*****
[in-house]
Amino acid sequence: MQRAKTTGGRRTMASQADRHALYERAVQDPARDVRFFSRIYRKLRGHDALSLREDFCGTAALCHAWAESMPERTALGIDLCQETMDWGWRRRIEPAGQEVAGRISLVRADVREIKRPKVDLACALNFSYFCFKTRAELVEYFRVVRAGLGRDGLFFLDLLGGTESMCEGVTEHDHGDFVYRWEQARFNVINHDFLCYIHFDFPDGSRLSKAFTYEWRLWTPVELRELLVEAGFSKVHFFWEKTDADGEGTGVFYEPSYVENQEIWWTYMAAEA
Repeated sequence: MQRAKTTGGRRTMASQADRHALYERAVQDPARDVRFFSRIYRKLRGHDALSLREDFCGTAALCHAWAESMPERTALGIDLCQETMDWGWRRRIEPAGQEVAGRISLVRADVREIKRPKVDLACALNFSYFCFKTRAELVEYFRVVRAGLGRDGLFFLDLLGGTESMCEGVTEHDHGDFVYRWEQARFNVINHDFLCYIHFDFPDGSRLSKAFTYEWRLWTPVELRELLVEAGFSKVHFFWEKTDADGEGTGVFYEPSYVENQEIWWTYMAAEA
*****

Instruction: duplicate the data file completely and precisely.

[in-house]
Amino acid sequence: MQRAKTTGGRRTMASQADRHALYERAVQDPARDVRFFSRIYRKLRGHDALSLREDFCGTAALCHAWAESMPERTALGIDLCQETMDWGWRRRIEPAGQEVAGRISLVRADVREIKRPKVDLACALNFSYFCFKTRAELVEYFRVVRAGLGRDGLFFLDLLGGTESMCEGVTEHDHGDFVYRWEQARFNVINHDFLCYIHFDFPDGSRLSKAFTYEWRLWTPVELRELLVEAGFSKVHFFWEKTDADGEGTGVFYEPSYVENQEIWWTYMAAEA
Repeated sequence: MQRAKTTGGRRTMASQADRHALYERAVQDPARDVRFFSRIYRKLRGHDALSLREDFCGTAALCHAWAESMPERTALGIDLCQETMDWGWRRRIEPAGQEVAGRISLVRADVREIKRPKVDLACALNFSYFCFKTRAELVEYFRVVRAGLGRDGLFFLDLLGGTESMCEGVTEHDHGDFVYRWEQARFNVINHDFLCYIHFDFPDGSRLSKAFTYEWRLWTPVELRELLVEAGFSKVHFFWEKTDADGEGTGVFYEPSYVENQEIWWTYMAAEA